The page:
by Jef Burnham
Available on DVD and Blu-ray July 6 from Image Entertainment.
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The mind conjures up numerous images when it processes the title, Eyeborgs, not the least of which is an image of its star, Adrian Paul, in full-on Highlander mode battling cycloptic, killer cambots with a katana. Eyeborgs could have, and should have, been a lot of fun to watch— if for nothing else than the opportunity its premise presents for a heavy dose of cinematic cheese. However, our good times are hindered by the film’s belated topicality, its inactive protagonists, and the relative lack of action, which consequently renders the film’s handheld cinematography unnecessary.
Mind you, it is definitely possible for a film to be topical and timely, yet retain its relevancy past the era which it was to initially critique. Consider M*A*S*H by Robert Altman. M*A*S*H, made in 1972, is an obvious response to America’s involvement in the Vietnam War (though it is set during the Korean War), but retains its potency even today through a universality of its anti-war message. Eyeborgs, released in 2009, focuses thematically on the loss of freedom through government intrusion into our privacy. Specifically, this is manifested in the film by the Department of Homeland Security’s (DHS) invasion of Americans’ privacy through the adoption of ODIN, a nation-wide surveillance system which monitors everyone at all times. The film so specifically correlates with the activities of the DHS under the Bush Administration that it leaves the viewer unable to disconnect one from the other. Even upon the film’s 2010 DVD release, Eyeborgs’ attempted timeliness feels downright stale (I use the word “attempted” here as the film’s attack on the DHS under Bush actually came after Bush left office, with the film premiering well after President Obama had already been elected).
To make matters worse, this theme is expected to drive the story, as the characters float through the film at the whim of the Eyeborgs. By this I mean that the characters make no real decisions unless the Eyeborgs act first, nor do they take any action substantial enough to further the plot, with the exception perhaps of Barabara Hawkins, a reporter (Megan Blake, Dawson’s Creek). It is apparent early on in the film that the Eyeborgs are acting on their own without the authority of the DHS, going so far as to falsify video recordings to cover their tracks. As such, movie logic dictates that the characters must band together to stop them and they eventually do. However, the three main characters are so disparate that none believe the others about the Eyeborgs until they personally see falsified Eyeborg videos of either themselves or someone they know really well. This takes so long though that once they’re all in the same boat, there’s maybe a quarter of the film left. And by this point we’re tired of watching these people meander into danger.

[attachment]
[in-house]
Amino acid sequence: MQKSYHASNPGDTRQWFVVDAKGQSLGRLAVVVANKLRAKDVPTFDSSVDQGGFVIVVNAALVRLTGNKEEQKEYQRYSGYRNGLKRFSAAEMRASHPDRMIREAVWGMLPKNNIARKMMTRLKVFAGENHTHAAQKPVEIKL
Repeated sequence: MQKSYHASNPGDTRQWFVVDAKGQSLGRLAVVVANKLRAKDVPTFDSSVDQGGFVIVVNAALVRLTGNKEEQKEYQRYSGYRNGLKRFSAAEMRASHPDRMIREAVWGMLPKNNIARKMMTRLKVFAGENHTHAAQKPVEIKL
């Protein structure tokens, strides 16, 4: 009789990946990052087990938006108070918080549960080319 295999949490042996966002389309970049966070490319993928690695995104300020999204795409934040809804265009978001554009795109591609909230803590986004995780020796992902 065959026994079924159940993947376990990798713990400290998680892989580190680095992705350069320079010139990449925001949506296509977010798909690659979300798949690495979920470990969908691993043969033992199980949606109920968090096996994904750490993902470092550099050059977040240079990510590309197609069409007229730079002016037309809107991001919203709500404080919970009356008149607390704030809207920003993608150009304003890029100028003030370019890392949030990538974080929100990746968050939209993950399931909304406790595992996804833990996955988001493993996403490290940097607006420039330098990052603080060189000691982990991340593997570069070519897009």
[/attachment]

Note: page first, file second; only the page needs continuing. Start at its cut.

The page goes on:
Moreover, because it takes the characters so painfully long to realize the threat posed by the Eyeborgs, the Eyeborgs operate mostly in the shadows, meaning that there is very little action until the conclusion. Thus, the constantly shaking, Bourne-style cinematography is severely out of place. And when this type of cinematography is used in a film for which it has not been factored into the screenplay (as is the case with Eyeborgs), it comes off less as a stylistic choice and more like a crutch for talent— masking a lack of artistry.
The Eyeborgs may be watching you, as the tagline suggests, but you should avoid watching them.
Jef Burnham is a writer and educator living in Chicago, Illinois. While waging war on mankind from a glass booth in the parking lot of a grocery store, Jef managed to earn a degree in Film & Video from Columbia College Chicago, and is now the Editor-in-Chief of FilmMonthly.com.
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